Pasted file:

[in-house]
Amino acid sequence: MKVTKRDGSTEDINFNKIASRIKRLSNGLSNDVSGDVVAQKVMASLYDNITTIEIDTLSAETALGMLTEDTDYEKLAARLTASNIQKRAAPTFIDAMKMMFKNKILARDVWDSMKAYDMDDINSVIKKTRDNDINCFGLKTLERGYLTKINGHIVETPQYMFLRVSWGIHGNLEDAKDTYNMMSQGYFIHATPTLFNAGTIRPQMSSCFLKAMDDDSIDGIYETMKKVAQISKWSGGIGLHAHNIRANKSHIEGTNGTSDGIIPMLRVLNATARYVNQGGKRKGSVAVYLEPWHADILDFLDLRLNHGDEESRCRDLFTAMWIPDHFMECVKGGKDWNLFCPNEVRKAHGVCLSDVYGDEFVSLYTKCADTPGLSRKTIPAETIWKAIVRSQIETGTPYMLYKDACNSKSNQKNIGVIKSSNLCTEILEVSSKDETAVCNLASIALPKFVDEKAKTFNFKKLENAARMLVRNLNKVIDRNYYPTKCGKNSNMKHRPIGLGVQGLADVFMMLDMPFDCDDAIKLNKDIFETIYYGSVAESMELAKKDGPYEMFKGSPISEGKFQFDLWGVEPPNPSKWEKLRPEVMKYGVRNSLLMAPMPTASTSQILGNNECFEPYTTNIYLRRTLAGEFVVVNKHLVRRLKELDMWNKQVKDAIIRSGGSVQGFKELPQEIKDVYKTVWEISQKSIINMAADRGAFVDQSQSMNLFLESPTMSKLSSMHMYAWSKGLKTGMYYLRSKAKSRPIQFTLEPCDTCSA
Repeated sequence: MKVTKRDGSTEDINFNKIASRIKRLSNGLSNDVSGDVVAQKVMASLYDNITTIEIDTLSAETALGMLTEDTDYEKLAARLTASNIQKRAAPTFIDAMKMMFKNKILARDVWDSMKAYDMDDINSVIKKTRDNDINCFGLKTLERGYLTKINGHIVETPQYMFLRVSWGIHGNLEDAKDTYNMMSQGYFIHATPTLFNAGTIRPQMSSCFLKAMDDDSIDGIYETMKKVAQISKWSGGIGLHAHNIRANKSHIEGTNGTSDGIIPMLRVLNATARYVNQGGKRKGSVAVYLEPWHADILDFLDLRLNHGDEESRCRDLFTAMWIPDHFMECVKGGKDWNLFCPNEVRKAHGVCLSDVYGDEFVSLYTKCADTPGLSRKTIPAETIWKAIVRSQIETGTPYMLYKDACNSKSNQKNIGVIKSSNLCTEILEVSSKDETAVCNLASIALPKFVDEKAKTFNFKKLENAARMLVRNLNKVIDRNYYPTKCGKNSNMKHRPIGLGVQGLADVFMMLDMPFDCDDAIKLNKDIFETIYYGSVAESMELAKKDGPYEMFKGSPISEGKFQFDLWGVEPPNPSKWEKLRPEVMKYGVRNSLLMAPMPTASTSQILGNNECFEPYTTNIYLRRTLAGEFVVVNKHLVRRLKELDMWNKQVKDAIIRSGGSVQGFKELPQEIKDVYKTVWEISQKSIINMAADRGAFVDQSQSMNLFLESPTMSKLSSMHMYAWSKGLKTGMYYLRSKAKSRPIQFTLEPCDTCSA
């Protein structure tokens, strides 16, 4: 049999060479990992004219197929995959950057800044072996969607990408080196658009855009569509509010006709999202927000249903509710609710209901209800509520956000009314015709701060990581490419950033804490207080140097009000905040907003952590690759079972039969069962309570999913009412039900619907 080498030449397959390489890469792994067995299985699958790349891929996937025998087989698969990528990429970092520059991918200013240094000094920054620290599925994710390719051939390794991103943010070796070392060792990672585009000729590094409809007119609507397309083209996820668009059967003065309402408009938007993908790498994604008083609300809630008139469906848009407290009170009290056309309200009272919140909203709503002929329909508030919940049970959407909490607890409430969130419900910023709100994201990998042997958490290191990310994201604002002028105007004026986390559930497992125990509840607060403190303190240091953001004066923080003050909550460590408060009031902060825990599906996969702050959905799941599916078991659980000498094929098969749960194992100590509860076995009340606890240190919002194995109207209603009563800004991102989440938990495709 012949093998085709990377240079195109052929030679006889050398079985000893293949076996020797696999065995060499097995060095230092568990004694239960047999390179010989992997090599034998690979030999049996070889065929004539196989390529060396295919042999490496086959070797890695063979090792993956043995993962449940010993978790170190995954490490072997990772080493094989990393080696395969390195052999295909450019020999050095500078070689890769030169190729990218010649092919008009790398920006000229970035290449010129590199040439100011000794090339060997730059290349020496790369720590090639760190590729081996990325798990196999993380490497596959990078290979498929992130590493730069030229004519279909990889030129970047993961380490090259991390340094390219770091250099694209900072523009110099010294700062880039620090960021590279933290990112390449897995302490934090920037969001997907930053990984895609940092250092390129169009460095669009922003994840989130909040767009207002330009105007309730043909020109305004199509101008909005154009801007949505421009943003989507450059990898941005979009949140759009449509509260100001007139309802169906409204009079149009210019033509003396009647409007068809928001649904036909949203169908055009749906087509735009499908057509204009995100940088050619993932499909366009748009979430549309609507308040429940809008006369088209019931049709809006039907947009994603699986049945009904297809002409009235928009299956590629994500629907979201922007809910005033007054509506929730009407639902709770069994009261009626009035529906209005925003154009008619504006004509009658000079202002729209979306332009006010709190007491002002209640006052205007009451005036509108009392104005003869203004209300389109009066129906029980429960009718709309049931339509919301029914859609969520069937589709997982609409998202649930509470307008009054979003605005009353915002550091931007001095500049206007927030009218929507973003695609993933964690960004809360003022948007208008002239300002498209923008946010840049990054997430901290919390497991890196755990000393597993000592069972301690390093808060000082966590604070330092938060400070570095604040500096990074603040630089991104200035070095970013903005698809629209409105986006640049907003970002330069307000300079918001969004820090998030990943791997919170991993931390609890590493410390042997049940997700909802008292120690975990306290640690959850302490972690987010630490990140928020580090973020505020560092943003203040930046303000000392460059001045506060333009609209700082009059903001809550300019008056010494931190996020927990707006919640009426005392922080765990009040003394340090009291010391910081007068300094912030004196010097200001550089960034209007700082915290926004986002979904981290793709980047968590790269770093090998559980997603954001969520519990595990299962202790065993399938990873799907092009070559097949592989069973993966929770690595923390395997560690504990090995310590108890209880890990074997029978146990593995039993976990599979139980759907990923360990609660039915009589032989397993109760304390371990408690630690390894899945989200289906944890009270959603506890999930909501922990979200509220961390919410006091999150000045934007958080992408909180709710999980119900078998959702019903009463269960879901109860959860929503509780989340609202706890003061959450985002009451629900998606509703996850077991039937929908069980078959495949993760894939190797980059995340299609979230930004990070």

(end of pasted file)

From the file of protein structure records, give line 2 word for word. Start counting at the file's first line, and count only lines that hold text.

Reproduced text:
Amino acid sequence: MKVTKRDGSTEDINFNKIASRIKRLSNGLSNDVSGDVVAQKVMASLYDNITTIEIDTLSAETALGMLTEDTDYEKLAARLTASNIQKRAAPTFIDAMKMMFKNKILARDVWDSMKAYDMDDINSVIKKTRDNDINCFGLKTLERGYLTKINGHIVETPQYMFLRVSWGIHGNLEDAKDTYNMMSQGYFIHATPTLFNAGTIRPQMSSCFLKAMDDDSIDGIYETMKKVAQISKWSGGIGLHAHNIRANKSHIEGTNGTSDGIIPMLRVLNATARYVNQGGKRKGSVAVYLEPWHADILDFLDLRLNHGDEESRCRDLFTAMWIPDHFMECVKGGKDWNLFCPNEVRKAHGVCLSDVYGDEFVSLYTKCADTPGLSRKTIPAETIWKAIVRSQIETGTPYMLYKDACNSKSNQKNIGVIKSSNLCTEILEVSSKDETAVCNLASIALPKFVDEKAKTFNFKKLENAARMLVRNLNKVIDRNYYPTKCGKNSNMKHRPIGLGVQGLADVFMMLDMPFDCDDAIKLNKDIFETIYYGSVAESMELAKKDGPYEMFKGSPISEGKFQFDLWGVEPPNPSKWEKLRPEVMKYGVRNSLLMAPMPTASTSQILGNNECFEPYTTNIYLRRTLAGEFVVVNKHLVRRLKELDMWNKQVKDAIIRSGGSVQGFKELPQEIKDVYKTVWEISQKSIINMAADRGAFVDQSQSMNLFLESPTMSKLSSMHMYAWSKGLKTGMYYLRSKAKSRPIQFTLEPCDTCSA